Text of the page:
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E.g., 06/26/2018
E.g., 06/26/2018
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Your search has returned 2047 articles:
  • News in Brief

    Pregnant bonobos get a little delivery help from their friends

    Like humans, African apes called bonobos may treat birth as a social event with a serious purpose.

    In three recorded instances in captivity, female bonobos stood close by and provided protection and support to a bonobo giving birth to a healthy infant. Female bystanders also gestured as if ready to hold an infant before it was born, or actually held one as it was born, scientists report...

    05/24/2018 - 13:26 Animals, Anthropology, Evolution
  • News

    A caterpillar outwits corn defenses by gorging on fattening ‘junk’ food

    Here’s the story of a caterpillar that foils gruesome violence orchestrated by corn.

    No, that’s not backward. Plants often look helpless to a human, but they fight with smells and other invisible chemistry. A growing body of evidence, for example, shows that plants under attack can waft out scents that attract help, such as tiny wasps that deal a lingering death to leaf-chewing...

    05/22/2018 - 07:00 Animals, Plants, Ecology
  • News

    Keeping global warming to 1.5 degrees C helps most species hold their ground

    Limiting global warming this century to just 1.5 degrees Celsius above preindustrial temperatures would be a boon to the planet’s biodiversity. This lower warming threshold, compared with warming of 2 degrees C, will preserve much larger swaths of the geographic ranges of tens of thousands of land-based species of plants, vertebrates and insects living on the planet, a new study suggests.

    ...
    05/17/2018 - 14:21 Earth, Climate, Animals, Ecology
  • 50 years ago, scientists warned of a sparrow’s extinction

    The dwindling dusky

    In the marshes around America’s spaceport, Kennedy Space Center, live the last few specimens of a bird that may be closer to extinction than even the much-mourned whooping crane. While the whooper might make a gradual comeback if protected and left alone, the dusky seaside sparrow is as good as dead unless man steps in to lend an active hand. — Science News, May...

    05/17/2018 - 07:00 Animals, Conservation
  • News

    Green blood in lizards probably evolved four times

    Green blood is weird enough. But now the first genealogical tree tracing green blood in New Guinea’s Prasinohaema lizards is suggesting something even odder.

    These skinks have been lumped into one genus just because of blood color, says biologist Christopher Austin of Louisiana State University in Baton Rouge. Yet they don’t all turn out to be close relatives. Green blood looks as if it...

    05/16/2018 - 14:10 Animals, Evolution, Physiology
  • Letters to the Editor

    Readers amazed by Jupiter discoveries, giant viruses and more

    Jazzed by Jupiter

    Polar cyclones, a surprisingly deep atmosphere and a spin reminiscent of solid masses are among the latest discoveries the Juno spacecraft has made as it orbits Jupiter, Christopher Crockett reported in “4 surprising things we just learned about Jupiter” (SN: 3/31/18, p. 10).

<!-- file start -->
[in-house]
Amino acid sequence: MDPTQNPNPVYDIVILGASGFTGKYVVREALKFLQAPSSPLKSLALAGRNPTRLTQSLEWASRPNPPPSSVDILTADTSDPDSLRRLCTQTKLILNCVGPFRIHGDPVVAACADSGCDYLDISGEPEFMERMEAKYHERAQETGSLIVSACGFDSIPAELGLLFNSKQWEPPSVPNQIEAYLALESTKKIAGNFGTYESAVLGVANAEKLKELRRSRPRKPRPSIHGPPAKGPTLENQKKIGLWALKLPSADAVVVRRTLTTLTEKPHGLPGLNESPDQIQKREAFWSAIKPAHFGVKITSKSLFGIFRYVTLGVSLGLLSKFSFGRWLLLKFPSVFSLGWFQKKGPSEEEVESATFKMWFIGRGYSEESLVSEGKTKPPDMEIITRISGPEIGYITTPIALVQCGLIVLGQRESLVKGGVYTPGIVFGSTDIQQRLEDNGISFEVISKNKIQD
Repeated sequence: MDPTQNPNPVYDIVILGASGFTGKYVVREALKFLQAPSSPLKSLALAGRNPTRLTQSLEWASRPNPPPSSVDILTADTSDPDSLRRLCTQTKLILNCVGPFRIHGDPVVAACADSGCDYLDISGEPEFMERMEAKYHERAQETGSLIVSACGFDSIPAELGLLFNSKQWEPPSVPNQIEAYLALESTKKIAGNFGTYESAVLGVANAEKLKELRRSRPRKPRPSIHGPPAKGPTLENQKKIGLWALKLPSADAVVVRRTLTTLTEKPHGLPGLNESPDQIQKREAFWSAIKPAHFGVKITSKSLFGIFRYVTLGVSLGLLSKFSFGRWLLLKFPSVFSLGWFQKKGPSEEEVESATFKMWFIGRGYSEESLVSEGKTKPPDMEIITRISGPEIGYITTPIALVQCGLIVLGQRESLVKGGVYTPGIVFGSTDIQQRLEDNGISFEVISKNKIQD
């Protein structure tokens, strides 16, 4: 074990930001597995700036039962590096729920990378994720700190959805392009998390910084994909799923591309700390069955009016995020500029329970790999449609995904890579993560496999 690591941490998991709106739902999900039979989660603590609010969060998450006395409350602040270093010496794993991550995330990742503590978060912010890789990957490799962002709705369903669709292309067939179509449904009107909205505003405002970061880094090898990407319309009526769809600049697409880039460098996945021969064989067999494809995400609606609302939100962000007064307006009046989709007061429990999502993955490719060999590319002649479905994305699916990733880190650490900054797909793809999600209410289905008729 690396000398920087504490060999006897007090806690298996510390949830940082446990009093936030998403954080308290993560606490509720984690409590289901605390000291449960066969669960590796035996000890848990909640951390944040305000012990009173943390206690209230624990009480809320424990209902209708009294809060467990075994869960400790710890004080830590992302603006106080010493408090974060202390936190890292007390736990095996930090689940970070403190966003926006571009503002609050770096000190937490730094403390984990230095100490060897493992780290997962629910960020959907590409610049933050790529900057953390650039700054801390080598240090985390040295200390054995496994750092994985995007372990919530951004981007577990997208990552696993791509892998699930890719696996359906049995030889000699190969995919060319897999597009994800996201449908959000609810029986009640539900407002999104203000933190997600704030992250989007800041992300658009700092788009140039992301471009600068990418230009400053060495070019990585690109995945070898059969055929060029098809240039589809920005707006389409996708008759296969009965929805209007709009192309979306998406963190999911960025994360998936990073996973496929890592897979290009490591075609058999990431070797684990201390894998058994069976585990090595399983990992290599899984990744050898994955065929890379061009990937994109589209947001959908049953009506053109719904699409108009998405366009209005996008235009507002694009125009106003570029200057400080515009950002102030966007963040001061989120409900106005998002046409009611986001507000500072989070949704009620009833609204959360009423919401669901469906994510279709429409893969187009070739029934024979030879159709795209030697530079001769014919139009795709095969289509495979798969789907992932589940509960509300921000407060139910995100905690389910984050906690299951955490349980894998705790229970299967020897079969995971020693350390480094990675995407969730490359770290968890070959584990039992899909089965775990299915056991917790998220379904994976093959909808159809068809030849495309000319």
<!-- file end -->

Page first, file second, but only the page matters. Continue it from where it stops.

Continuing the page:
The findings astonished readers on Reddit.

    “Jupiter is one of those things [that]...

    05/16/2018 - 07:00 Animals, Planetary Science, Microbiology
  • Wild Things

    How a deep-sea geology trip led researchers to a doomed octopus nursery

    A geology voyage to study fluid discharge from a rocky outcrop deep below the ocean’s surface turned up something else: A population of brooding purple octopuses. The colony is probably doomed due to the warm, low-oxygen water coming out of the rock, but those ill-fated cephalopods may be an indicator that a healthy population is hiding out nearby, a new study contends.

    The octopuses...

    05/15/2018 - 10:00 Animals
  • The Science Life

    With a little convincing, rats can detect tuberculosis

    What do land mines and tuberculosis have in common? Both kill people in developing countries — and both can be sniffed out by rodents that grow up to 3 feet, head to tail.

    Since 2000, the international nonprofit APOPO has partnered with Tanzania’s Sokoine University of Agriculture to train African giant pouched rats (Cricetomys ansorgei) to pick up the scent of TNT in land mines. By 2016...

    05/14/2018 - 15:01 Animals, Microbes, Health
  • It's Alive

    These caterpillars march. They fluff. They scare London.

    Of course the guy’s wearing a full-body protective suit with face mask and goggles good and snug. He’s about to confront a nest of little fluffy caterpillars.

    Insect control can get surreal in the London area’s springtime battle against the young of oak processionary moths (Thaumetopoea processionea).  The species, native to southern Europe, probably hitchhiked into England as eggs on...

    05/11/2018 - 08:00 Animals, Health, Climate
  • News

    A deadly frog-killing fungus probably originated in East Asia

    The biggest genetic study yet of a notorious frog-killing fungus says it probably originated in East Asia in the 20th century.

    The chytrid fungus nicknamed Bd, which attacks the skin, has astonished biologists in the last several decades by causing sudden, mass die-offs among frogs and other amphibians in Australia, Panama and other places worldwide. But where and when the killer emerged...

    05/10/2018 - 18:14 Animals, Conservation